It was on Kiko where Los Lobos decided to throw caution to the wind and just follow their muse to produce an experimental and psychedelic classic. Now, 20 years later, the band finds itself honored with an invite to perform the album in its entirety at the Grammy Museum's ultra-intimate Clive Davis Theater.
The art of making a great album that stands the test of time is one being threatened by the 21st century changes in the music industry. Most bands still make albums but the demise of record stores and advent of digital downloading has seen album purchases plummet. Yet serious music fans will always crave that great work of musical art that holds together and shows a band at a creative pinnacle.
Los Lobos of have been knocking out great albums for years, but 1992's Kiko has come to represent one of those pinnacles. The band had become somewhat frustrated with the expectations of the music industry, which wanted to pigeonhole them in a certain way after the success of the La Bamba soundtrack, where Los Lobos modernized the classic work of the legendary Richie Valens. It was on Kiko where Los Lobos decided to throw caution to the wind and just follow their muse to produce an experimental and psychedelic classic. Now, 20 years later, the band finds itself honored with an invite to perform the album in its entirety at the Grammy Museum's ultra-intimate Clive Davis Theater. The 200-capacity venue feels more like a screening room than a concert hall, which adds a surreal vibe to the proceedings.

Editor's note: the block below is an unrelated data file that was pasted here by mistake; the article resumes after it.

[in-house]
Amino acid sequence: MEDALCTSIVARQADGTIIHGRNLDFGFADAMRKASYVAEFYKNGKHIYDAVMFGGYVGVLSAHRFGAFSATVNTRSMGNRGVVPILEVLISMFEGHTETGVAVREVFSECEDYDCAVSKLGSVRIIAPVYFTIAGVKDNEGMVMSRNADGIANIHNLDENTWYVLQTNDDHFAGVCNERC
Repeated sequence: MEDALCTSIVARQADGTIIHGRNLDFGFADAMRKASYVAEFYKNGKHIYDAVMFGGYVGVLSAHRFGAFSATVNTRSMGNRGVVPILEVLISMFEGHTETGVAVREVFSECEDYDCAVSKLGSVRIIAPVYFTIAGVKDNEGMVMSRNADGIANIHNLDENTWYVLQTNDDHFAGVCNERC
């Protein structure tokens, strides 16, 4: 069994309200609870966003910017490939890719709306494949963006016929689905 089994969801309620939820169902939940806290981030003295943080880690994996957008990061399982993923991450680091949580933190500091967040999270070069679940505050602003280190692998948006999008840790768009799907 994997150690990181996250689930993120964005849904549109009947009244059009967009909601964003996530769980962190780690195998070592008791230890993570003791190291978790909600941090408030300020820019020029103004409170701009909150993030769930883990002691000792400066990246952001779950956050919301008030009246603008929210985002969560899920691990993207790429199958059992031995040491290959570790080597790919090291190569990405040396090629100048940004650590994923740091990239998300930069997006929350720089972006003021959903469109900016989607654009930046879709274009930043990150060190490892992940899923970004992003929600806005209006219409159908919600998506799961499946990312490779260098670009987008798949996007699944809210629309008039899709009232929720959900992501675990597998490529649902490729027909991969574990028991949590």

“I think it was the frustration of the '80s you know, having to record a certain way... We'd write songs, and then we'd go into a rehearsal studio and rehearse em and do that kind of thing. After a while it just got a little discouraging, it was kind of a bummer, it just seemed like the records weren't coming out the way we wanted,” guitarist/vocalist Cesar Rosas said in an interview before the show.
“So we thought by '91, when the Kiko project came around, we decided to take a bolder step and just say screw it all, we'll go in with a few songs, but we just started recording differently,” Rosas added, noting that much of the material was written in the studio.
This more open creative approach shows in the album's sonic diversity, with the band touching on a variety of genres and themes that hit on some deeper spiritual topics and existential pondering than your standard rock fare.
“You can't really predict[where a song will go], you gotta follow the inspiration,” added guitarist/vocalist David Hidalgo, long the band's primary songwriter.
One of the tunes that took on a certain staying power is “When the Circus Comes to Town”, a heartfelt ballad that taps into a deep heartbreak but not necessarily a personal one per se.
“It started with the title, there was this book called 'Pissing in the Snow'... It was like old Appalachian dirty jokes. One of the stories was 'When the Circus Comes to Town'. I just liked the sound of it, remembered it, told it, and then Louie took it somewhere else,” Hidalgo said, referring to band mate and co-writer Louie Perez.